Fossils classed as Bacteria Incertae Sedis—that is, fossil prokaryotes of the Bacterial Domain that cannot be referred with certainty to a particular bacterial group—are known throughout the geological record. Such remnants constitute the great majority of the fossils now known from Archean-age rocks. Owing to the geological recycling discussed above, only about 5% of rocks exposed at the Earth’s surface date from the Archean (Garrels and Mackenzie 1971) and, accordingly, the record of Archean fossils is sparse, in the interval between 2,500 and 3,500 Ma reported from only some 40 rock units and comprising only six broad bacterium-like morphotypes (Schopf 2006). Of these geological units, 14 date from the interval between 3,200 and 3,500 million years ago, evidence that well documents the existence of microbe-level life this early in Earth history. For virtually all such ancient microbes, the uncertainty in their classification stems from their morphological similarity both to cyanobacteria and non-cyanobacterial bacteria. Given such uncertainty, however, they cannot resolve the question of the time of O2-producing photosynthesis.

The Archean fossil microbes most studied are those of the ~3,465-Ma-old Apex chert of northwestern, Western Australia (Schopf 1992a, 1993, 1999; Schopf et al. 2002, 2007, 2010). Shown in Fig. 6 are specimens of Primavifilum amoenum, one of 11 taxa of microorganisms described from this unit (Schopf 1993). These microscopic fossils, and many, but not all, of the ten other taxa reported from the deposit, are “cyanobacterium-like” in their morphology and cellular anatomy (e.g., compare Fig. 6a through c with Fig. 4a and c). Nevertheless, because of microbial mimicry—the occurrence of more or less identical morphologies in taxa of oxygenic and non-oxygen-producing microbes (Schopf 1992b, 1999)—organismal and cellular morphology, in and of themselves, cannot provide firm evidence of the physiological capabilities of such very ancient microbes (Schopf 1993). What is needed to resolve such uncertainty is an Archean fossil record like that of the Proterozoic, one sufficiently continuous and well documented that it unambiguously links younger fossils of well-established affinities to their older, and typically less well-preserved, evolutionary precursors.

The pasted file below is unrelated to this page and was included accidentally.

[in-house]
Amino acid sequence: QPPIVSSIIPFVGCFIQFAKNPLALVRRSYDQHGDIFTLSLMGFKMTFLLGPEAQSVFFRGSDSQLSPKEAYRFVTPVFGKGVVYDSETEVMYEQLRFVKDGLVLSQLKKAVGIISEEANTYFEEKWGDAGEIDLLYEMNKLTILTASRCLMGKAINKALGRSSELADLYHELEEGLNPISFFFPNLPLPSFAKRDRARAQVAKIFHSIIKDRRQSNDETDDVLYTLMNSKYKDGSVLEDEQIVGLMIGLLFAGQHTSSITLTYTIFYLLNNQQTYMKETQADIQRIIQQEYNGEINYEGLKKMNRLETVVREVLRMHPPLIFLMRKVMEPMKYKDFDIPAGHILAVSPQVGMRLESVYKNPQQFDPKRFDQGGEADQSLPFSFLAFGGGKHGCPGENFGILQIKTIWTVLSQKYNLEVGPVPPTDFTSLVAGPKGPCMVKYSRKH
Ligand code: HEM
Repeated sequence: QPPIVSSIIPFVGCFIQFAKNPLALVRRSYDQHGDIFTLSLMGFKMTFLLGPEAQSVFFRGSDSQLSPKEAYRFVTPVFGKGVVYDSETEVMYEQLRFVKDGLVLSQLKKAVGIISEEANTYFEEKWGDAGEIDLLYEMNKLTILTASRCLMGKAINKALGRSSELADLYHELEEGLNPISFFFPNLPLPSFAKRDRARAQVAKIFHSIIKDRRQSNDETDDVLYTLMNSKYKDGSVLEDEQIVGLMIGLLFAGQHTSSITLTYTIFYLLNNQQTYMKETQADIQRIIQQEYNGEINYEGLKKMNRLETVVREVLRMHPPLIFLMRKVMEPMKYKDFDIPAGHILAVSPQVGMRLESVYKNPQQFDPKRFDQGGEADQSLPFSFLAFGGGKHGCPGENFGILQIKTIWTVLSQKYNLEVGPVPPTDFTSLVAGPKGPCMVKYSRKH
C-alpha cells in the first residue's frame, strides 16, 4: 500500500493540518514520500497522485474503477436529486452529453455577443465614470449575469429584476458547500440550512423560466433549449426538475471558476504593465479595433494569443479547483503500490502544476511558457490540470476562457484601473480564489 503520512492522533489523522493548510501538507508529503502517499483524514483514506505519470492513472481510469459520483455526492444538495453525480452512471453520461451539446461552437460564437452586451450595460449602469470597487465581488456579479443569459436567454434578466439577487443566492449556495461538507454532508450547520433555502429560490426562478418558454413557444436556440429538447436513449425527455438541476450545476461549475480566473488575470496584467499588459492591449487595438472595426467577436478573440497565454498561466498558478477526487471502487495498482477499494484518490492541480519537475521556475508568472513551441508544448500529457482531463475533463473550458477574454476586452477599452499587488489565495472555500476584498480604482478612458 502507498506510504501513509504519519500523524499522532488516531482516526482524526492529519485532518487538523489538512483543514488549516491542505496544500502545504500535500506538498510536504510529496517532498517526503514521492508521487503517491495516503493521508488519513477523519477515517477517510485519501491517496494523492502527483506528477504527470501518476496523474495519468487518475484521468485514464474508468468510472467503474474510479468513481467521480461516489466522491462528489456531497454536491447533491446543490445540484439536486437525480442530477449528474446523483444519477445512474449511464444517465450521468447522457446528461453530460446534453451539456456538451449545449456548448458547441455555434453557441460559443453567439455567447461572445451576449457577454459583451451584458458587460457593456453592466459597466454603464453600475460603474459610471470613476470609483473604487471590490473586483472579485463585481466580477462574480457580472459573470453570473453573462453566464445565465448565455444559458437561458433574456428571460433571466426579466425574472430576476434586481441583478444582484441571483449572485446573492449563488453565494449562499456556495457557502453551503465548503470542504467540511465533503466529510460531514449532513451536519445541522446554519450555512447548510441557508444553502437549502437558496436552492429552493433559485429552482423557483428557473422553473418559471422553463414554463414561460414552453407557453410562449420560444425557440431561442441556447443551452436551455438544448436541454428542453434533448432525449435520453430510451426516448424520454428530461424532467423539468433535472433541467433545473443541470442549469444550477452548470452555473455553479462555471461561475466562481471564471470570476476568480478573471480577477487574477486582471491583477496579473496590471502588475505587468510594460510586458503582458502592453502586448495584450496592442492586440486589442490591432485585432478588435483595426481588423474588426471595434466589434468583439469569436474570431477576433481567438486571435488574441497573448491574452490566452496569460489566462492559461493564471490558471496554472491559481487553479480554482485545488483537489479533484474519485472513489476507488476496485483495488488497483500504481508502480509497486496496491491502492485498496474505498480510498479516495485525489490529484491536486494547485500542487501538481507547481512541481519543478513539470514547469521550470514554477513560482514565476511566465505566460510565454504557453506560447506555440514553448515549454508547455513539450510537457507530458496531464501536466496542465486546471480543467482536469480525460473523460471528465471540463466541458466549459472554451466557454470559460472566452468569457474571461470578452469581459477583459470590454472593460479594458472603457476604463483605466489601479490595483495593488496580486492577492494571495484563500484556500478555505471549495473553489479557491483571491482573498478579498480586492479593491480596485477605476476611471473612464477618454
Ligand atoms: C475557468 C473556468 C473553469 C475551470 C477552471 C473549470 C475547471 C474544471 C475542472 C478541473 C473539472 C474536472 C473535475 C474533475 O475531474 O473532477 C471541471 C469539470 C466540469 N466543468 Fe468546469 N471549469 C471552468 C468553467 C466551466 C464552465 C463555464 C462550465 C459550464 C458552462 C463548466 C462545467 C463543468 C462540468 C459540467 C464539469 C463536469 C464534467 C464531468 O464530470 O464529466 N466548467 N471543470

Fig. 6
figure 6